Severe weather can spawn storm fear for many people, but two North Texas women say they're here to help.
Cassie McQueary and Tiffany Beatty started a Facebook support group called DFW Storm Support a few years ago and it gives its 800 members a judgment-free place to turn.
"Storm anxiety: you can't discuss it. People look at you so crazy because you're scared of rain. I've witnessed it. I've been called 'storm girl,'" McQueary said.
Lilapsophobia is an abnormal fear of tornadoes and is a type of astraphobia, which is fear of thunderstorms.
"Somebody that has a phobia, that's something that is really diagnosable, that is something that is intense enough and severe enough to interfere with how a person functions," said Dr. Andrea Smith, a clinical psychologist at Medical City Green Oaks Hospital, part of the Medical City Healthcare system.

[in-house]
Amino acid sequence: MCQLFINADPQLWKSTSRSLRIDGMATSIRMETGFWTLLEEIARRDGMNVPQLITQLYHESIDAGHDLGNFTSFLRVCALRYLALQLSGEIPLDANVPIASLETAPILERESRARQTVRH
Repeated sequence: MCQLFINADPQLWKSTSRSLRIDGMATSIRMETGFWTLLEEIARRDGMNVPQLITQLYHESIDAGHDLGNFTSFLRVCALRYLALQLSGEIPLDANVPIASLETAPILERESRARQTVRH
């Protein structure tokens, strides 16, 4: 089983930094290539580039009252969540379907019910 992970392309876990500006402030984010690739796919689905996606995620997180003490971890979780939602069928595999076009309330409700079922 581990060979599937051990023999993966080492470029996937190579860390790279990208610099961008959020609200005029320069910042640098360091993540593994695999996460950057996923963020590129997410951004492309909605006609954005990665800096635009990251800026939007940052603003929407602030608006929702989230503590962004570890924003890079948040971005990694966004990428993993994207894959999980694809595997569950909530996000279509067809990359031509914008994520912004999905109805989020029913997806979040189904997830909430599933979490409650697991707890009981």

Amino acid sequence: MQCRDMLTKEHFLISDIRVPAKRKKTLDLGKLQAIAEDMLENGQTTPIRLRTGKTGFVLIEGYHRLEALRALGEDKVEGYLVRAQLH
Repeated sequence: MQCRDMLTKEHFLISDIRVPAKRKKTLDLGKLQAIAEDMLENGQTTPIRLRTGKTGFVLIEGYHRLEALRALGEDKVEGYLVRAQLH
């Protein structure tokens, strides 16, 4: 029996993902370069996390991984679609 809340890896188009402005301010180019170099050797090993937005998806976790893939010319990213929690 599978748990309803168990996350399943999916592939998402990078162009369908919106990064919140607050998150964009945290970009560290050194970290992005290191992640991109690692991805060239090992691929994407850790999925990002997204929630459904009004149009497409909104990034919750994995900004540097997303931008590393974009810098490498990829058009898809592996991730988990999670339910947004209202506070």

It doesn't take much to trigger the panic.
"Words like 'instability,' 'tornado,' of course, 'rotation,'" Beatty said. "Your heart races. Your palms start to sweat. Your brain is just scattered. You can't eat."
Beatty and McQueary have found that knowledge is the best medicine, and during storms Beatty will retreat to her makeshift weather tracking room, where she watches what's happening on the radar and updates the storm anxiety support group.
"It takes a lot of different ingredients to come together to make a tornado," McQueary said. "Knowledge is power and it's really helped me."